king

“...in order to answer the question, ‘Where do we go from here?’... we must first honestly recognize where we are now.”

~ Rev. Dr. Martin Luther King, Jr.

"Be here now."

~ Ram Dass

Had he lived, Rev. Dr. Martin Luther King, Jr. would be celebrating his 92nd birthday today, January 15th. It is quite astonishing to even briefly consider what he managed to say and live and do in the bright sharpness of the 39 years that were his life. I think we forget most times just how young this old soul was by the time of his human death.

It has been reported that one of the reasons our capitol in Washington is at this moment an armed fortress is that those who attempted an insurrection on January 6th  concocted plans of further violence that would commence on January 15th, without accident coinciding with King’s birthday and the activities and celebrations that honor his life and work —that of a black man and authentic patriot who held America accountable to its most treasured values and lofty promises. Who remained steadfast in his commitment to love, non-violence, and the highest good of all, even unto death. 

The past week has been traumatizing and exhausting in different ways for all of us. As I did with 9/11, I hated the repeat repeat repeat video footage of the events of January 6th. I began to realize I couldn’t get past the emotional exhaustion I was experiencing until I allowed myself to stop holding my breath and to breathe into what I was truly feeling. Generational trauma as I imagined lynch mobs. How outraged I felt. How my faith was shaken. Does the arc of the moral universe really bend toward justice? 

A friend said she thought it was good that the media kept replaying those images so they would be forever and indelibly imprinted upon our minds. So that those in the nation who claimed to care would never forget what we had come so dangerously close to losing. So the images would live as present-day proof of just how inequitable the portion remains for black and brown people.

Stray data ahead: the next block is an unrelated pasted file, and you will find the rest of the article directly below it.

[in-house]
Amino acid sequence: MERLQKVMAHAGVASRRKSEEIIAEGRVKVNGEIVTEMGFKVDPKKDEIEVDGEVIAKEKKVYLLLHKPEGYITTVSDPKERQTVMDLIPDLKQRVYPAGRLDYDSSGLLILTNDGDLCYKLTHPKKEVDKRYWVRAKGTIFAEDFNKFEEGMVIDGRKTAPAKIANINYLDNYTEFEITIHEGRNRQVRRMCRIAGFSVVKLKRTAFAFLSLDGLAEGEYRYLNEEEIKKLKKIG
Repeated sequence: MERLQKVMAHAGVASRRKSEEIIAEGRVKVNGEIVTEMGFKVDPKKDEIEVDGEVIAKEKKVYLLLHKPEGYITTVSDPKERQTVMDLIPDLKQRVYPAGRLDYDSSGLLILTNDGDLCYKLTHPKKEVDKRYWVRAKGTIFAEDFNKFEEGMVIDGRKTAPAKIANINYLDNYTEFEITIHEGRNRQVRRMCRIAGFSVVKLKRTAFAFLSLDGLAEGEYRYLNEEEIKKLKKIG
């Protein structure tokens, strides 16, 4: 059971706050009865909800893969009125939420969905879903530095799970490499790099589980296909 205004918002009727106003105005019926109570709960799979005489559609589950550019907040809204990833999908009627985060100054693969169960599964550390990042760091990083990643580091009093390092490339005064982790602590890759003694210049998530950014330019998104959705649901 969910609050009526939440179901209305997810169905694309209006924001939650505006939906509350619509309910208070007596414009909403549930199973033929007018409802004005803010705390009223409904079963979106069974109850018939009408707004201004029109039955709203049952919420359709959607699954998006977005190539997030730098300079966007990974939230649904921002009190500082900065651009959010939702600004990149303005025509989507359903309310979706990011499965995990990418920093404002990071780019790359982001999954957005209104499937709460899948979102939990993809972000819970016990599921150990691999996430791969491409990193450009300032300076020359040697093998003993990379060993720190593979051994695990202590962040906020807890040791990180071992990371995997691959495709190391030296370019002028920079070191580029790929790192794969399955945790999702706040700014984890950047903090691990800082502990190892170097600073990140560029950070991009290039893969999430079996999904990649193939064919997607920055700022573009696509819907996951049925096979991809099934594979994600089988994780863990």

The refrain I’ve heard most often among pundits, politicians, journalists, and even some friends is, “Where do we go from here?” It seems that in classic American fashion we want to rush on to the next thing rather than to fully sit with what is. To Be Here Now in the truth, the horror, the terror of what has been created. 

To pause for a moment and sit in the pain and the grief of it.  

To consider that it was not created on January 6th. What we experienced on that day was an outcome. And irrespective of what some might believe, it was not simply an outcome of an authoritarian megalomaniac president and those who indulged him. It was an outcome of what this country has been rooted in since its beginnings and what it refuses to acknowledge and deal with. 

Be with. 

Cries for unity are inauthentic, no matter who is calling for it, if the desire is for anything less than this. In places that have engaged in the work of truth and reconciliation, the truth had to be acknowledged before reconciliation could be authentically built. Before there could be any faint semblance of unity. And the work must never end.

The late spiritual teacher Ram Dass famously said, “Be here now.”  We must look around us at “Here” and the Nowness which has been created. We did not suddenly land here, but as with any journey or trip, we arrived here. Whether we did so intentionally or unintentionally doesn’t matter. Here is where we are. In his speech of 54 years ago, “Where Do We Go From Here?” Dr. King said before we can address that question, we must first honestly recognize where we are now. In other words, we need to Be Here Now. Then we can talk about where do we go from here.

We’ve each got to muster our courage and address with honesty and depth Here and how we arrived Here in our own lives, in the lives of our families (especially those we’ve been avoiding challenging conversations with), and in the life of our nation. Then we can have an authentic discussion about next steps or future plans. 

May we embrace that to Be Here Now means we’re Here in this together and Here is where we always are. There really is no place else to go.

 

Palms together,

Rev. Jacqueline